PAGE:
Bowl barrow 100m east of Forest Cottage
- Heritage Category:
- Scheduled Monument
- List Entry Number:
- Date first listed:
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This copy shows the entry on 25-Nov-2020 at 05:04:20.
The building or site itself may lie within the boundary of more than one authority.
- Waverley (District Authority)
- National Grid Reference:
- SU 85624 44789
Reasons for Designation
Bowl barrows, the most numerous form of round barrow, are funerary monuments
dating from the Late Neolithic period to the Late Bronze Age, with most
examples belonging to the period 2400-1500 BC. They were constructed as
earthen or rubble mounds, sometimes ditched, which covered single or multiple
burials. They occur either in isolation or grouped as cemeteries and often
acted as a focus for burials in later periods. Often superficially similar,
although differing widely in size, they exhibit regional variations in form
and a diversity of burial practices. There are over 10,000 surviving bowl
barrows recorded nationally (many more have already been destroyed), occurring
across most of lowland Britain. Often occupying prominent locations, they are
a major historic element in the modern landscape and their considerable
variation of form and longevity as a monument type provide important
information on the diversity of beliefs and social organisations amongst early
prehistoric communities. They are particularly representative of their period
and a substantial proportion of surviving examples are considered worthy of
Despite evidence of partial excavation, the bowl barrow 100m east of Forest Cottage survives comparatively well and contains archaeological remains and environmental evidence relating to the monument and the landscape in which it was constructed. Its association with a second bowl barrow 100m to the south- east contributes to our understanding of the nature and scale of human occupation in this area during the Bronze Age period.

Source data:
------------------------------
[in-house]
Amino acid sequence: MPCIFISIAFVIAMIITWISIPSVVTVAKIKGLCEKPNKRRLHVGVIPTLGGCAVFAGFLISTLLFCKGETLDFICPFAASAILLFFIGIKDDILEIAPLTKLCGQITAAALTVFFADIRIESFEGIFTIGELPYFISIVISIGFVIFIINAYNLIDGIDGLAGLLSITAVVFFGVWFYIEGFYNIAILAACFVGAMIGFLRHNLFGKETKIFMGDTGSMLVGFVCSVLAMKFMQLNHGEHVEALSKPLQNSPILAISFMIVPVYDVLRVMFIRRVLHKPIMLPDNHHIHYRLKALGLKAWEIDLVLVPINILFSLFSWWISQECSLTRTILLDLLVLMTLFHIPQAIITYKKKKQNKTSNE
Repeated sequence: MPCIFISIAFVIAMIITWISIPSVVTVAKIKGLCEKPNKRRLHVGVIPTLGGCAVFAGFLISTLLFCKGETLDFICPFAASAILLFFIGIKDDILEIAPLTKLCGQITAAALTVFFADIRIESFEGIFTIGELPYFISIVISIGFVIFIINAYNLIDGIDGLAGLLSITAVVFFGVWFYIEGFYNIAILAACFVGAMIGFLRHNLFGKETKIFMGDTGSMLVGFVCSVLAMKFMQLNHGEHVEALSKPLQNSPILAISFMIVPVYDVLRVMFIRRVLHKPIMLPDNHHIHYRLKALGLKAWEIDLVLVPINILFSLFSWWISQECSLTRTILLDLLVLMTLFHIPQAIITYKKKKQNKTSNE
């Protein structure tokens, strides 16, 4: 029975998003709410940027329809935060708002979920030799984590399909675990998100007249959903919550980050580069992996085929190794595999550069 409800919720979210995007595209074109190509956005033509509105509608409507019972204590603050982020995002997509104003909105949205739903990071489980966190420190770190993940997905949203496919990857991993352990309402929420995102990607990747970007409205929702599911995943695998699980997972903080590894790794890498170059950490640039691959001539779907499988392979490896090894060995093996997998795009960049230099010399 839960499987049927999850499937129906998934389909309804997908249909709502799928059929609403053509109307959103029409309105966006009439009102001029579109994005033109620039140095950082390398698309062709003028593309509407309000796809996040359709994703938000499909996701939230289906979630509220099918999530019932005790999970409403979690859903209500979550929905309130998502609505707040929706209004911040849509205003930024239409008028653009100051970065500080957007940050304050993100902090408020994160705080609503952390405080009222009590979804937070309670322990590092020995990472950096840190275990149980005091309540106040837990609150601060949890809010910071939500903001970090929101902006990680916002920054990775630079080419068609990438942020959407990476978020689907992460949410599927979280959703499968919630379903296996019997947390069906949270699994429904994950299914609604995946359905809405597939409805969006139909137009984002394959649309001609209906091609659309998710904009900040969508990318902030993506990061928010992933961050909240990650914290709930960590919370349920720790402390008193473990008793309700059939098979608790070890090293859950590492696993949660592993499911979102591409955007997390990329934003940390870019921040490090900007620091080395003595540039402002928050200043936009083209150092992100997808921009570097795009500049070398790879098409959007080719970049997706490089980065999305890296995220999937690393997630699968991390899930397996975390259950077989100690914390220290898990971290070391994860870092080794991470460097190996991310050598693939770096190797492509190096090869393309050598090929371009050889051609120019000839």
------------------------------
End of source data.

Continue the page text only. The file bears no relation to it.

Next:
The monument includes one of two bowl barrows situated on the crest of a hill
in an area of undulating Greensand.
The barrow has a mound 26m in diameter and 2m high with a central hollow,
suggesting that the mound was once partially excavated. Surrounding the mound
is a ditch from which material was quarried during the construction of the
monument. This has become partially infilled over the years and is visible as
a terrace to the north of the mound, the rest surviving as a buried feature
MAP EXTRACT The site of the monument is shown on the attached map extract. It includes a 2 metre boundary around the archaeological features, considered to be essential for the monument's support and preservation.
The contents of this record have been generated from a legacy data system.
- Legacy System number:
- Legacy System:
Books and journals
Grinsell, L V, 'Surrey Archaeological Collections' in Surrey Barrows 1934-1987: A Reappraisal, , Vol. 79, (1987)
This monument is scheduled under the Ancient Monuments and Archaeological Areas Act 1979 as amended as it appears to the Secretary of State to be of national importance. This entry is a copy, the original is held by the Department for Digital, Culture, Media and Sport.
End of official listing